Colgate-Palmolive’s Bea Atienza explains how omni-activation – the deployment of tech-enabled ideas in any environment – can enable brands to reach post-pandemic consumers traversing multiple platforms and immersed in virtual worlds. She provides insights based on the shortlisted work from this year's WARC Awards for Asian Strategy. View a sample report of the case study analysis report here

The continued proliferation of available media channels that grew in popularity during the pandemic has pushed brands to create and maximise new spaces where they can activate meaningful brand experiences. This has given rise to a new way of thinking of and planning IMCs.

Several of the winning cases for this year's WARC Asia Strategy prize underscored this refreshing shift in through-the-line thinking. Campaign strategy had to cater to a post-pandemic consumer with increased digital dependence, access to more channels and greater propensity to act. These consumers traverse multiple platforms, still participating in shared public spaces and multimedia but are also immersed online and open to virtual worlds. They readily access technology, seamlessly using QR codes, augmented reality layers and metaverses. They are ready to jump into events, social conversations and online gatherings, and continue to seek value-driven promotions. Most importantly, they are ready to shop at any moment through a proliferation of commerce destinations.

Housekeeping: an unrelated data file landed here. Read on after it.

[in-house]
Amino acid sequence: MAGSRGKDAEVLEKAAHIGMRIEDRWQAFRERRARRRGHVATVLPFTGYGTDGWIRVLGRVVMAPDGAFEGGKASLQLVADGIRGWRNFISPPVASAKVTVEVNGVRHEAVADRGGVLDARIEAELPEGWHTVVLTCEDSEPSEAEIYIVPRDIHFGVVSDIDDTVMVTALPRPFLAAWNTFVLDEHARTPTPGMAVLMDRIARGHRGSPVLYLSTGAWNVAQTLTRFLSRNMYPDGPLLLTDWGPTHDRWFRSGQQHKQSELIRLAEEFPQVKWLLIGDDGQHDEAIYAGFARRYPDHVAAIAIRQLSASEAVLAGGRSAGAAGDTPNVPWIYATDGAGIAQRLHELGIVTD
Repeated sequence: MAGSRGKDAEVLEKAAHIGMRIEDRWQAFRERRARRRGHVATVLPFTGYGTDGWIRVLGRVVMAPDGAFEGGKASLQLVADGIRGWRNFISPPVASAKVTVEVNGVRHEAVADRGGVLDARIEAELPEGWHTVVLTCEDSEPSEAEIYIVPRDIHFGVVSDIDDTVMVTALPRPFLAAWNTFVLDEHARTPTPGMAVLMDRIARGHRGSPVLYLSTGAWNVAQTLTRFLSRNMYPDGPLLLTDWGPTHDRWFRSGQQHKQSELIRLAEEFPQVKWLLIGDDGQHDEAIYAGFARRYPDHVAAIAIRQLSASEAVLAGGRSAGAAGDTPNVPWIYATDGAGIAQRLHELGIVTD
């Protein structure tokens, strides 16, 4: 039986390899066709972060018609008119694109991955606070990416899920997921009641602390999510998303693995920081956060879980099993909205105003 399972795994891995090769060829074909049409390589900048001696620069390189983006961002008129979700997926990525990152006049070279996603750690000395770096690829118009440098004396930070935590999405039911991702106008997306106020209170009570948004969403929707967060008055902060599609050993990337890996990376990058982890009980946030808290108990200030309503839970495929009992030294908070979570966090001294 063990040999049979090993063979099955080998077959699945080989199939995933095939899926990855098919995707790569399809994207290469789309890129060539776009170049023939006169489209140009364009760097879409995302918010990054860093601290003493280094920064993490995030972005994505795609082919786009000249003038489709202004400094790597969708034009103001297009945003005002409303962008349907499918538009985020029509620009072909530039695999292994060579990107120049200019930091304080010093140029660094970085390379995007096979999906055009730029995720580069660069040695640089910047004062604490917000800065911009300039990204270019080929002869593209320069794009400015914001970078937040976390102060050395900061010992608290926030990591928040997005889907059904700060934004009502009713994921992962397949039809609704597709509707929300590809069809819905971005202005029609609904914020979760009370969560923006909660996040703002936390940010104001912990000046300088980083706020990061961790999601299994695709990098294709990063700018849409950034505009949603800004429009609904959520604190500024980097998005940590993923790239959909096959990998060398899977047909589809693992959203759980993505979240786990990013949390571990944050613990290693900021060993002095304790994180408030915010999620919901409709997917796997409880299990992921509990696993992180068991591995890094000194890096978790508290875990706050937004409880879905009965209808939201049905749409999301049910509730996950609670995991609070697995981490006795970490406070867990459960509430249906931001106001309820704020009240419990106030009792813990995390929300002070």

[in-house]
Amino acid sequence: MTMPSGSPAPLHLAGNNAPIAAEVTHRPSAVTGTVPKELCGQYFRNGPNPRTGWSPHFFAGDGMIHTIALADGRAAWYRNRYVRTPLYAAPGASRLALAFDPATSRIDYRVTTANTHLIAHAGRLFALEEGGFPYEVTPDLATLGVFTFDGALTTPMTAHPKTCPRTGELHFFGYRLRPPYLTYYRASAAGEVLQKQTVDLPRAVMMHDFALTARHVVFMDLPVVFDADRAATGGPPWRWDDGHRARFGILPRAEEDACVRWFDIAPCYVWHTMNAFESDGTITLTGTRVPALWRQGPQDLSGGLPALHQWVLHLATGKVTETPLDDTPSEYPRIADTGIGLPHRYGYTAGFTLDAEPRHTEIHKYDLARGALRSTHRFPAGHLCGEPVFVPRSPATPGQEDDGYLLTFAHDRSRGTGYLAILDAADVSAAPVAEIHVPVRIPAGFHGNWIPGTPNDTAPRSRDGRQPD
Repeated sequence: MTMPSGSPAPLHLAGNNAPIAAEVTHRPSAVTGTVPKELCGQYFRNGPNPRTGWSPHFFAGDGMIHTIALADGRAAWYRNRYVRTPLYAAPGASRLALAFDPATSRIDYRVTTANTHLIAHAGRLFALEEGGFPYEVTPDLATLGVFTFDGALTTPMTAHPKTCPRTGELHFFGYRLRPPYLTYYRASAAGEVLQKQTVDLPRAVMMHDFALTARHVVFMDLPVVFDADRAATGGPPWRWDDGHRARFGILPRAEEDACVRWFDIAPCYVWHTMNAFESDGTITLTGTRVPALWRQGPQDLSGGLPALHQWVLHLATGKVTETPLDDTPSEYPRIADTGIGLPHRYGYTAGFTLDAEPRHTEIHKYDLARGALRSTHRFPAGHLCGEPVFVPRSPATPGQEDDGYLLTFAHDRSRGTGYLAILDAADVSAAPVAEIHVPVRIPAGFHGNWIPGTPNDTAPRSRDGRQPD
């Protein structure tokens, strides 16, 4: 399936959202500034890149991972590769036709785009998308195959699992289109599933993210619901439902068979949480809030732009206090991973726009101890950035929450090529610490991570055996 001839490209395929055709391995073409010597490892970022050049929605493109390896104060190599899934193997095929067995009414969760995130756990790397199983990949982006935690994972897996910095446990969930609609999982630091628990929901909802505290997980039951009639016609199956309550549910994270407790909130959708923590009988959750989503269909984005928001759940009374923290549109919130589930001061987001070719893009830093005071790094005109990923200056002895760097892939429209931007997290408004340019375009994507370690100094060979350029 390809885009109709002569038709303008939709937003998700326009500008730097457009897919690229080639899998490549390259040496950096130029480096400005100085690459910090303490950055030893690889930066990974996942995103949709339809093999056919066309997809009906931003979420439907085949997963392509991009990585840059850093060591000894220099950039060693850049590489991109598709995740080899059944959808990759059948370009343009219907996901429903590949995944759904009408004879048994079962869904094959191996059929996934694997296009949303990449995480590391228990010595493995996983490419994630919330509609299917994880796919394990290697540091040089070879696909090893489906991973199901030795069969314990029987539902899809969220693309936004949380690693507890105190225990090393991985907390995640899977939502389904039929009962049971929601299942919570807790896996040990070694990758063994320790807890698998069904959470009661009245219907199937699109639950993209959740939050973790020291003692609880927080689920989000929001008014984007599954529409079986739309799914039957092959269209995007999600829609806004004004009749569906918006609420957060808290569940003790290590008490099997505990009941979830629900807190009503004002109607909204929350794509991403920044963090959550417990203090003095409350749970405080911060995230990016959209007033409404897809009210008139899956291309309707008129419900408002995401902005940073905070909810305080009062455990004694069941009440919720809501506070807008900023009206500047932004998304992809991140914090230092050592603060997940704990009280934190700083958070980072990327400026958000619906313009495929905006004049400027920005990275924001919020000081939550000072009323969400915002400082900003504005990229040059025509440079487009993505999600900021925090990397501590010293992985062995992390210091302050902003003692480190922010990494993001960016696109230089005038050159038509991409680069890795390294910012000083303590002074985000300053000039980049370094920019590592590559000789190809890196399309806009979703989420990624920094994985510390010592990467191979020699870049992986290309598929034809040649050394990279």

We could call this trend omni-activation – deploying ideas that can live in any environment, whether online, offline or virtual, often enabled by technology. Omni-activation allows deeper participation and immediate action, whether in digital worlds or on commerce platforms. Cases from The National Gallery, Ikea, Cadbury and Close-up underscore the need to bring this type of thinking into advertising today.

The National Gallery Singapore: Creating new brand spaces to drive meaningful engagement

The National Gallery Singapore's "The People's Gallery" brought art into unexpected spaces. While Singaporeans had some interest in art, they did not frequent museums. The National Gallery spotted an opportunity to turn the empty void decks below every public housing building into a museum experience.

The brand used AR technology to create installations that locals could access through QR codes. The creation of a new brand space became the venue for an immersive experience that opened a conversation with Singaporeans, several of whom even signed up for membership. The campaign was so successful that a second phase is already being planned.

Ikea Taiwan: Anchoring multiple media installations on a core creative device

Ikea in Taiwan had to pivot during the pandemic. Like many others during lockdown periods, Taiwanese citizens became more interested in home improvement. While the brand was seen as one that provided good value, it was known more as a retailer of larger furniture which Taiwanese had started to cut down on purchasing. To remain relevant, the brand needed to make consumers aware of the well-priced smaller items in its portfolio.